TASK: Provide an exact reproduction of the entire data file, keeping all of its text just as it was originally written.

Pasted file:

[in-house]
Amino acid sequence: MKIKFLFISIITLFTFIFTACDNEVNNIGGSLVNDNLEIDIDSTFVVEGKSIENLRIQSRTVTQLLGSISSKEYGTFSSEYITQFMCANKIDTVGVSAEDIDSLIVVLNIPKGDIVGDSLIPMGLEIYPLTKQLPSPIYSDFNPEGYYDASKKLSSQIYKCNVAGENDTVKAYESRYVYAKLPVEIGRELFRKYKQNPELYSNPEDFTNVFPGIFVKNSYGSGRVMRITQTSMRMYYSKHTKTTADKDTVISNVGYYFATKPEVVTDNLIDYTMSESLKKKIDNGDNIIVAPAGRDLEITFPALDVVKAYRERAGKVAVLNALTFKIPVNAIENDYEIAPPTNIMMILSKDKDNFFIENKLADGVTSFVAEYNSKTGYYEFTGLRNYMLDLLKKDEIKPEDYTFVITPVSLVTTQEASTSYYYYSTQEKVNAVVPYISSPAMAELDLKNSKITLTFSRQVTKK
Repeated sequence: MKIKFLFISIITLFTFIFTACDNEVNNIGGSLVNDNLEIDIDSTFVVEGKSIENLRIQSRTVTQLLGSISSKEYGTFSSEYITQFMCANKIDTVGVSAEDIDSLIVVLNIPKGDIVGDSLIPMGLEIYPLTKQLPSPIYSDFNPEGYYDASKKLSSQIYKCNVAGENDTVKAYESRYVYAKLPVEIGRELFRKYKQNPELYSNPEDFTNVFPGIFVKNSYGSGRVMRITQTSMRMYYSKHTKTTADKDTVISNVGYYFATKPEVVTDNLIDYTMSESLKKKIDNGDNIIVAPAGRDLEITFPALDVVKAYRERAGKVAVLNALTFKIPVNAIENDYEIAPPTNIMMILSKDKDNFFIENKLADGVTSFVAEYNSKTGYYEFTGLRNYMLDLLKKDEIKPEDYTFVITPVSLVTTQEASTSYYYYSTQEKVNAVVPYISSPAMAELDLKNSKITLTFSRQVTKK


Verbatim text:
[in-house]
Amino acid sequence: MKIKFLFISIITLFTFIFTACDNEVNNIGGSLVNDNLEIDIDSTFVVEGKSIENLRIQSRTVTQLLGSISSKEYGTFSSEYITQFMCANKIDTVGVSAEDIDSLIVVLNIPKGDIVGDSLIPMGLEIYPLTKQLPSPIYSDFNPEGYYDASKKLSSQIYKCNVAGENDTVKAYESRYVYAKLPVEIGRELFRKYKQNPELYSNPEDFTNVFPGIFVKNSYGSGRVMRITQTSMRMYYSKHTKTTADKDTVISNVGYYFATKPEVVTDNLIDYTMSESLKKKIDNGDNIIVAPAGRDLEITFPALDVVKAYRERAGKVAVLNALTFKIPVNAIENDYEIAPPTNIMMILSKDKDNFFIENKLADGVTSFVAEYNSKTGYYEFTGLRNYMLDLLKKDEIKPEDYTFVITPVSLVTTQEASTSYYYYSTQEKVNAVVPYISSPAMAELDLKNSKITLTFSRQVTKK
Repeated sequence: MKIKFLFISIITLFTFIFTACDNEVNNIGGSLVNDNLEIDIDSTFVVEGKSIENLRIQSRTVTQLLGSISSKEYGTFSSEYITQFMCANKIDTVGVSAEDIDSLIVVLNIPKGDIVGDSLIPMGLEIYPLTKQLPSPIYSDFNPEGYYDASKKLSSQIYKCNVAGENDTVKAYESRYVYAKLPVEIGRELFRKYKQNPELYSNPEDFTNVFPGIFVKNSYGSGRVMRITQTSMRMYYSKHTKTTADKDTVISNVGYYFATKPEVVTDNLIDYTMSESLKKKIDNGDNIIVAPAGRDLEITFPALDVVKAYRERAGKVAVLNALTFKIPVNAIENDYEIAPPTNIMMILSKDKDNFFIENKLADGVTSFVAEYNSKTGYYEFTGLRNYMLDLLKKDEIKPEDYTFVITPVSLVTTQEASTSYYYYSTQEKVNAVVPYISSPAMAELDLKNSKITLTFSRQVTKK